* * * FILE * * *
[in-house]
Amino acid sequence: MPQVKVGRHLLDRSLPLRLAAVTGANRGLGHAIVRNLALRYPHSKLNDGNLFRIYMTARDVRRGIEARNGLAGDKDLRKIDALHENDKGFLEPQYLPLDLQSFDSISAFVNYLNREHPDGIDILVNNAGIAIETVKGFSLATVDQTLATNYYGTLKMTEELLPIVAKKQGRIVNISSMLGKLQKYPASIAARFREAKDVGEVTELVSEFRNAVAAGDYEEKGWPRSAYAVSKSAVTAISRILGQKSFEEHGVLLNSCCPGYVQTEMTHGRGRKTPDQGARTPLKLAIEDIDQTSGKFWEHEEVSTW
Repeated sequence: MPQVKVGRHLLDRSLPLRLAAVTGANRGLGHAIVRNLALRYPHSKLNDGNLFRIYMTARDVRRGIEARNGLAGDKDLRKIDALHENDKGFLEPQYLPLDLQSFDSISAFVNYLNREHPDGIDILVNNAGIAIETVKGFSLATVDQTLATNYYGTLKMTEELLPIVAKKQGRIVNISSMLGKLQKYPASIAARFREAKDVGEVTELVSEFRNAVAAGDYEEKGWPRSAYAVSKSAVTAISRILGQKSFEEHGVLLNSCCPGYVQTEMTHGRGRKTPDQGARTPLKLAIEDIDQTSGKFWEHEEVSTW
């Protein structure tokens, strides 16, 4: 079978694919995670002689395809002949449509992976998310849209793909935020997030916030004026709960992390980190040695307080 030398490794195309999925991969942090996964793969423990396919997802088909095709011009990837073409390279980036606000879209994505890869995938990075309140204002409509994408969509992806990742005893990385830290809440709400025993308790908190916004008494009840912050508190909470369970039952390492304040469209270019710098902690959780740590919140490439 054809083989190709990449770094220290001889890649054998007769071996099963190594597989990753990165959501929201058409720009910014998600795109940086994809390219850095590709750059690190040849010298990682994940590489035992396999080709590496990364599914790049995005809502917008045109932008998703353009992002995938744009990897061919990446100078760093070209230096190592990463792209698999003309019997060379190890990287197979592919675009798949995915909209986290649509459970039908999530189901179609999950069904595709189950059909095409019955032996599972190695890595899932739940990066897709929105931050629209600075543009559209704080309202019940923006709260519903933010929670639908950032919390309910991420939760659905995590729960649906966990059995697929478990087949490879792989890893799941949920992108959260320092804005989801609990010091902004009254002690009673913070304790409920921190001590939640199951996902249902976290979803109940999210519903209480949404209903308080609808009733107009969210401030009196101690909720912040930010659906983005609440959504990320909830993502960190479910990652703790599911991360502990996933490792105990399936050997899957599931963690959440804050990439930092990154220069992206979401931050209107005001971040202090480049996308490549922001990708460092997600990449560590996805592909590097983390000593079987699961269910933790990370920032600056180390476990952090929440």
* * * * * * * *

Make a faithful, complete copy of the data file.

[in-house]
Amino acid sequence: MPQVKVGRHLLDRSLPLRLAAVTGANRGLGHAIVRNLALRYPHSKLNDGNLFRIYMTARDVRRGIEARNGLAGDKDLRKIDALHENDKGFLEPQYLPLDLQSFDSISAFVNYLNREHPDGIDILVNNAGIAIETVKGFSLATVDQTLATNYYGTLKMTEELLPIVAKKQGRIVNISSMLGKLQKYPASIAARFREAKDVGEVTELVSEFRNAVAAGDYEEKGWPRSAYAVSKSAVTAISRILGQKSFEEHGVLLNSCCPGYVQTEMTHGRGRKTPDQGARTPLKLAIEDIDQTSGKFWEHEEVSTW
Repeated sequence: MPQVKVGRHLLDRSLPLRLAAVTGANRGLGHAIVRNLALRYPHSKLNDGNLFRIYMTARDVRRGIEARNGLAGDKDLRKIDALHENDKGFLEPQYLPLDLQSFDSISAFVNYLNREHPDGIDILVNNAGIAIETVKGFSLATVDQTLATNYYGTLKMTEELLPIVAKKQGRIVNISSMLGKLQKYPASIAARFREAKDVGEVTELVSEFRNAVAAGDYEEKGWPRSAYAVSKSAVTAISRILGQKSFEEHGVLLNSCCPGYVQTEMTHGRGRKTPDQGARTPLKLAIEDIDQTSGKFWEHEEVSTW
């Protein structure tokens, strides 16, 4: 079978694919995670002689395809002949449509992976998310849209793909935020997030916030004026709960992390980190040695307080 030398490794195309999925991969942090996964793969423990396919997802088909095709011009990837073409390279980036606000879209994505890869995938990075309140204002409509994408969509992806990742005893990385830290809440709400025993308790908190916004008494009840912050508190909470369970039952390492304040469209270019710098902690959780740590919140490439 054809083989190709990449770094220290001889890649054998007769071996099963190594597989990753990165959501929201058409720009910014998600795109940086994809390219850095590709750059690190040849010298990682994940590489035992396999080709590496990364599914790049995005809502917008045109932008998703353009992002995938744009990897061919990446100078760093070209230096190592990463792209698999003309019997060379190890990287197979592919675009798949995915909209986290649509459970039908999530189901179609999950069904595709189950059909095409019955032996599972190695890595899932739940990066897709929105931050629209600075543009559209704080309202019940923006709260519903933010929670639908950032919390309910991420939760659905995590729960649906966990059995697929478990087949490879792989890893799941949920992108959260320092804005989801609990010091902004009254002690009673913070304790409920921190001590939640199951996902249902976290979803109940999210519903209480949404209903308080609808009733107009969210401030009196101690909720912040930010659906983005609440959504990320909830993502960190479910990652703790599911991360502990996933490792105990399936050997899957599931963690959440804050990439930092990154220069992206979401931050209107005001971040202090480049996308490549922001990708460092997600990449560590996805592909590097983390000593079987699961269910933790990370920032600056180390476990952090929440």